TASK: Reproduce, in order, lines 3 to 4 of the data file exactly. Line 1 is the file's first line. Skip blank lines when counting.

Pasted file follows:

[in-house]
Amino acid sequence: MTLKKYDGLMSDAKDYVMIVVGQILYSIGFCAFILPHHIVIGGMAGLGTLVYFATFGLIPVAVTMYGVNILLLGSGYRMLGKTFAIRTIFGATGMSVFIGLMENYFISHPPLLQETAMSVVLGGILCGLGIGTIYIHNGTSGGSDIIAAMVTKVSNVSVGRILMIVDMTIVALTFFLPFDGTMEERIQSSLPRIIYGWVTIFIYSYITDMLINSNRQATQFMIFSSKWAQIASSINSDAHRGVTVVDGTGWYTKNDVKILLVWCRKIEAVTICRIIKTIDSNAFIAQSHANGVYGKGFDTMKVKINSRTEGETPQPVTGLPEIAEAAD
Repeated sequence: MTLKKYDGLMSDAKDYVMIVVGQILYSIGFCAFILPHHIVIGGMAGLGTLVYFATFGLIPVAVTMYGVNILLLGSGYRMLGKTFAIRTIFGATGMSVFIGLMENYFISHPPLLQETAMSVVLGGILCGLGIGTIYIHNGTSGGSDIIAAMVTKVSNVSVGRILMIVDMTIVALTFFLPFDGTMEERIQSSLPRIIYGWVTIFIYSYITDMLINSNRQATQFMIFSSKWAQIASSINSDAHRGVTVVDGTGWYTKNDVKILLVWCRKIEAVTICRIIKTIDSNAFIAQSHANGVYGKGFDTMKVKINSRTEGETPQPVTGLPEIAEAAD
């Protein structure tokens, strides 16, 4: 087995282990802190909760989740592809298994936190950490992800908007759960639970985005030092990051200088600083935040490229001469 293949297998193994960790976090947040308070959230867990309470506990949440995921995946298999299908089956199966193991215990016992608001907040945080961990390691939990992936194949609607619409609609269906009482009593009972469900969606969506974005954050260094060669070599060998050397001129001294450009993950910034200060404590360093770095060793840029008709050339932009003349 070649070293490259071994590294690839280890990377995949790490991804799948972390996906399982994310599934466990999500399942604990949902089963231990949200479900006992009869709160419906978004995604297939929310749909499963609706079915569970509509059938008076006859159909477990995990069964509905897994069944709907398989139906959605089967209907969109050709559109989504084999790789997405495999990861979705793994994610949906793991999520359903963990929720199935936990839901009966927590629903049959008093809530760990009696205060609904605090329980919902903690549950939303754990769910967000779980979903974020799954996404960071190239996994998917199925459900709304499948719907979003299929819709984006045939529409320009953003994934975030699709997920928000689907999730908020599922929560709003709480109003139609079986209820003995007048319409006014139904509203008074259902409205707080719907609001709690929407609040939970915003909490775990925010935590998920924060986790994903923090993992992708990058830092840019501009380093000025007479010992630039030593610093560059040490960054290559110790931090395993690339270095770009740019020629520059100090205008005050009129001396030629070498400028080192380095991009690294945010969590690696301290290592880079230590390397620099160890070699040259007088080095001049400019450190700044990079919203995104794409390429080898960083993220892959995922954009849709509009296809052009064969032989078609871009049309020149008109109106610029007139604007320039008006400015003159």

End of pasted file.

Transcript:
Repeated sequence: MTLKKYDGLMSDAKDYVMIVVGQILYSIGFCAFILPHHIVIGGMAGLGTLVYFATFGLIPVAVTMYGVNILLLGSGYRMLGKTFAIRTIFGATGMSVFIGLMENYFISHPPLLQETAMSVVLGGILCGLGIGTIYIHNGTSGGSDIIAAMVTKVSNVSVGRILMIVDMTIVALTFFLPFDGTMEERIQSSLPRIIYGWVTIFIYSYITDMLINSNRQATQFMIFSSKWAQIASSINSDAHRGVTVVDGTGWYTKNDVKILLVWCRKIEAVTICRIIKTIDSNAFIAQSHANGVYGKGFDTMKVKINSRTEGETPQPVTGLPEIAEAAD
């Protein structure tokens, strides 16, 4: 087995282990802190909760989740592809298994936190950490992800908007759960639970985005030092990051200088600083935040490229001469 293949297998193994960790976090947040308070959230867990309470506990949440995921995946298999299908089956199966193991215990016992608001907040945080961990390691939990992936194949609607619409609609269906009482009593009972469900969606969506974005954050260094060669070599060998050397001129001294450009993950910034200060404590360093770095060793840029008709050339932009003349 070649070293490259071994590294690839280890990377995949790490991804799948972390996906399982994310599934466990999500399942604990949902089963231990949200479900006992009869709160419906978004995604297939929310749909499963609706079915569970509509059938008076006859159909477990995990069964509905897994069944709907398989139906959605089967209907969109050709559109989504084999790789997405495999990861979705793994994610949906793991999520359903963990929720199935936990839901009966927590629903049959008093809530760990009696205060609904605090329980919902903690549950939303754990769910967000779980979903974020799954996404960071190239996994998917199925459900709304499948719907979003299929819709984006045939529409320009953003994934975030699709997920928000689907999730908020599922929560709003709480109003139609079986209820003995007048319409006014139904509203008074259902409205707080719907609001709690929407609040939970915003909490775990925010935590998920924060986790994903923090993992992708990058830092840019501009380093000025007479010992630039030593610093560059040490960054290559110790931090395993690339270095770009740019020629520059100090205008005050009129001396030629070498400028080192380095991009690294945010969590690696301290290592880079230590390397620099160890070699040259007088080095001049400019450190700044990079919203995104794409390429080898960083993220892959995922954009849709509009296809052009064969032989078609871009049309020149008109109106610029007139604007320039008006400015003159």